Pacemaker Malfunction Attributed to Multidetector Cardiac Computed Tomography
A 32-year-old man, with known VATER syndrome, presented with a history of previous cardiac surgery (tetralogy of Fallot repair 20 years ago), which was complicated by a complete heart block, and therefore a permanent pacemaker was implanted. His pacemaker was replaced twice in the following years; the latest was a dual-chamber with rate-modulation pacemaker (DDDR) that was placed transvenously (Medtronic, ADDR06 Adapta DR, implanted in 2009). He had severe pulmonary regurgitation and was primarily experiencing increasing dyspnea.
He was referred to computed tomography (CT) coronary angiography to rule out coronary artery disease and for anatomic definition postrepair and quantification of ventricular volumes and function. MRI was not considered appropriate because of the presence of epicardial leads. The patient was pacemaker dependent. Initially, the pacemaker was functioning well in DDD mode, with regular synchronized pacing. After appropriate preparation, the CT examination was conducted with the use of a 256-slice multidetector CT scanner. Helical scanning with low pitch (0.2) and retrospective gating was used because functional information was to be obtained. Scout images show the pacemaker and its connected leads within normal position, and the abandoned epicardial leads placed from an infradiaphragmatic location, as well. The pacer was within the scan field (Figure 1). The patient did not experience any symptoms during the examination. Surprisingly, during the scan, pacemaker malfunction was detected in the form of oversensing, which inhibited ventricular pacing, and dropped pacemaker beats were noted, as shown in ECG strips (Figure 2). Multidetector CT images show normal anatomy of coronary arteries (Figure 3) and normal leads position (online-only Data Supplement Movie I). There was a period of transient ventricular asystole as the CT gantry (contains high-voltage x-ray tube) was rotating around the pacer, disturbing its electric circuit, whereas the native atrial contraction proceeded unchanged (online-only Data Supplement Movies II and III). This inhibitory effect was transient, lasting only while the width of the x-ray beam directly irradiated the pacemaker, a time that was <2 s in duration. It was terminated spontaneously, as the gantry moved away from the location of the pacemaker generator (online-only Data Supplement Movie IV). Interrogation of the device after the scan demonstrated a sensed arrhythmia with a cycle length of 271 ms (the gantry rotation speed of the scanner) that inhibited ventricular pacing.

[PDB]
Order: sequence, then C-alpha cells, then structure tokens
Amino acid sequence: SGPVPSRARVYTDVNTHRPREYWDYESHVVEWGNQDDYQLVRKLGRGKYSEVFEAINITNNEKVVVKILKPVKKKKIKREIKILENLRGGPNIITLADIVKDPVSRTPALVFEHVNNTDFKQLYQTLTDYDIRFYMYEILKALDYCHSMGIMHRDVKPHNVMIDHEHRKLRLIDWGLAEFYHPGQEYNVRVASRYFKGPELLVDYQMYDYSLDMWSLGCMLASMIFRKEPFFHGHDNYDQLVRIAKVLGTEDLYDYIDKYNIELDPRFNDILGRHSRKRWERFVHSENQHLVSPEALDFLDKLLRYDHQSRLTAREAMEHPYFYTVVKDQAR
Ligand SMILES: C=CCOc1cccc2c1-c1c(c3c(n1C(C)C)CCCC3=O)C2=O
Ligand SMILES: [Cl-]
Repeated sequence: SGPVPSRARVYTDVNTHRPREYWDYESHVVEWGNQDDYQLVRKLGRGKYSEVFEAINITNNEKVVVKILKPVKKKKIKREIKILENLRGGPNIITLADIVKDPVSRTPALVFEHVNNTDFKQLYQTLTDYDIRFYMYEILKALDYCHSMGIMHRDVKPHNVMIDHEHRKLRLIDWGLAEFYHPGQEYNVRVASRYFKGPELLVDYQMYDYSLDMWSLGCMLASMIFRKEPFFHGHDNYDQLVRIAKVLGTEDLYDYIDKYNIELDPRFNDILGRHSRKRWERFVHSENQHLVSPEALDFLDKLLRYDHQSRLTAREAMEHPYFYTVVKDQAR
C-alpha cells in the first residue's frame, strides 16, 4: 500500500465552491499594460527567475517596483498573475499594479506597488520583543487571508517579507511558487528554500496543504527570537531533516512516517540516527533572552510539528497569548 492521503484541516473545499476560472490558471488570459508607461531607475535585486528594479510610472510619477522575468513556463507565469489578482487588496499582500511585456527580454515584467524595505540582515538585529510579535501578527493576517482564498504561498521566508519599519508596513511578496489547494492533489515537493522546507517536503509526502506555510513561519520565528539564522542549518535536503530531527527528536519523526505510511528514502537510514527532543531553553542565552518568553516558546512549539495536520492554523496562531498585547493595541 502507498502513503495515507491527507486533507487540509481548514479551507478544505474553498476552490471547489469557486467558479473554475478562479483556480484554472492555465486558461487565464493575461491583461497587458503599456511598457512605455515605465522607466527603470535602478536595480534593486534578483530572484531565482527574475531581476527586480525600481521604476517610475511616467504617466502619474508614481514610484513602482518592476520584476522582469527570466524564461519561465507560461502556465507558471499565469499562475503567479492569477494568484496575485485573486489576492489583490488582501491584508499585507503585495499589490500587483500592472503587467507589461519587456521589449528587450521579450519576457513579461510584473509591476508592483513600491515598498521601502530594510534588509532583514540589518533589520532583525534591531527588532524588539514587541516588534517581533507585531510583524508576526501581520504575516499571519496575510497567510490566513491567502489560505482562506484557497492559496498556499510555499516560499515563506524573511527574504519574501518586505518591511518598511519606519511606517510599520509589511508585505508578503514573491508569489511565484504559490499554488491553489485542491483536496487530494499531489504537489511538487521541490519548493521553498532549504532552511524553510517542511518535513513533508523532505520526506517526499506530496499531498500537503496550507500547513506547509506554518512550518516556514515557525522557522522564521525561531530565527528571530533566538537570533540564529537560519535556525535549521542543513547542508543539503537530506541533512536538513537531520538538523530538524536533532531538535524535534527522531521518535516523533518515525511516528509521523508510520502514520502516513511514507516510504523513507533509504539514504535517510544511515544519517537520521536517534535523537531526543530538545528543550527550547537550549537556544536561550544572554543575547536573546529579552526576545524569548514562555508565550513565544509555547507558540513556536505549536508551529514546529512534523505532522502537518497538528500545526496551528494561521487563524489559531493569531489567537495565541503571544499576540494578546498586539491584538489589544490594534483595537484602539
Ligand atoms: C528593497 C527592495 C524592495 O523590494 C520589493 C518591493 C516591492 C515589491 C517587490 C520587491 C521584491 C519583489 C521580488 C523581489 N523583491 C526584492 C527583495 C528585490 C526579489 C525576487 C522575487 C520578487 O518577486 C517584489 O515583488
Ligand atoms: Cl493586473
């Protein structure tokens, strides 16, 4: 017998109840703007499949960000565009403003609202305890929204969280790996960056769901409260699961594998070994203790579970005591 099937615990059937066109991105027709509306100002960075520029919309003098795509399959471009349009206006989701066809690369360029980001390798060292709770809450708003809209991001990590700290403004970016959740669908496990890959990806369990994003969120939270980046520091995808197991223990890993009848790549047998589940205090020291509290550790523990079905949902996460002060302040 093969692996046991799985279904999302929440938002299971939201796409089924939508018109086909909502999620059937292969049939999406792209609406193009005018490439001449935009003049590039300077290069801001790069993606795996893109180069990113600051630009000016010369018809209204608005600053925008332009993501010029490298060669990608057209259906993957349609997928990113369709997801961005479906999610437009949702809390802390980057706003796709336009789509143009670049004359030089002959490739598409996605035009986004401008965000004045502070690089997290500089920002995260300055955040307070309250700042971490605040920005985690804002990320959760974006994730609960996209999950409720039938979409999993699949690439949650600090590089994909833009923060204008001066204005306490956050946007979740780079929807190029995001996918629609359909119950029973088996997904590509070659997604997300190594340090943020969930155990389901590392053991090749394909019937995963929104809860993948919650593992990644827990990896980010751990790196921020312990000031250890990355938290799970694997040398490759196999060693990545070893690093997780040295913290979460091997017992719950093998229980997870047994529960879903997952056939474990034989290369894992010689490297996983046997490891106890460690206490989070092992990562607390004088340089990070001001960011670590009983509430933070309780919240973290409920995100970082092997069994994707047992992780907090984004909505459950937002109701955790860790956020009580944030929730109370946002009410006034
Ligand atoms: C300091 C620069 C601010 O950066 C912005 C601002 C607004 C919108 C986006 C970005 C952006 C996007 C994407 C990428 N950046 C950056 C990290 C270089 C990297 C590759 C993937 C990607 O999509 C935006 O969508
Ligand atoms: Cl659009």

Although it has been traditionally believed to be a safe and harmless procedure in pacemaker patients, computed tomography scanning uses high doses of ionizing radiation and can trigger pacemaker malfunction, when the radiation is directed on the device.1
Oversensing may occur on certain pacemaker circuits (eg, the ventricular sense amplifier) and may cause inhibition of pacing. This may be clinically important for pacemaker-dependent patients if inhibition is persistent (pauses >3 s are potentially clinically important).2 However, in general scan protocol, the x-ray beam is directly crossing over the pacer for a very brief time and, therefore, the risk in most clinical scenarios is very low.
Although this problem is generally benign, medical staff should be aware of this possible complication, because this awareness would decrease the chance of its occurrence and allow better management if complications occur. Possible approaches to minimize its incidence are: the use of a lead to cover the pacemaker, exclusion of the pacemaker from the scan range, the use of asynchronous mode, and the use of the lowest possible x-ray tube current consistent with obtaining the required image quality.
The online-only Data Supplement is available with this article at http://circ.ahajournals.org/lookup/suppl/doi:10.1161/CIRCULATIONAHA.115.019412/-/DC1.
- © 2016 American Heart Association, Inc.
- 1.↵FDA Preliminary Public Health Notification. Possible malfunction of electronic medical devices caused by computed tomography (CT) scanning. July 2008. http://www.fda.gov/MedicalDevices/Safety/AlertsandNotices/PublicHealthNotifications/ucm061994.htm. Accessed October 10, 2015.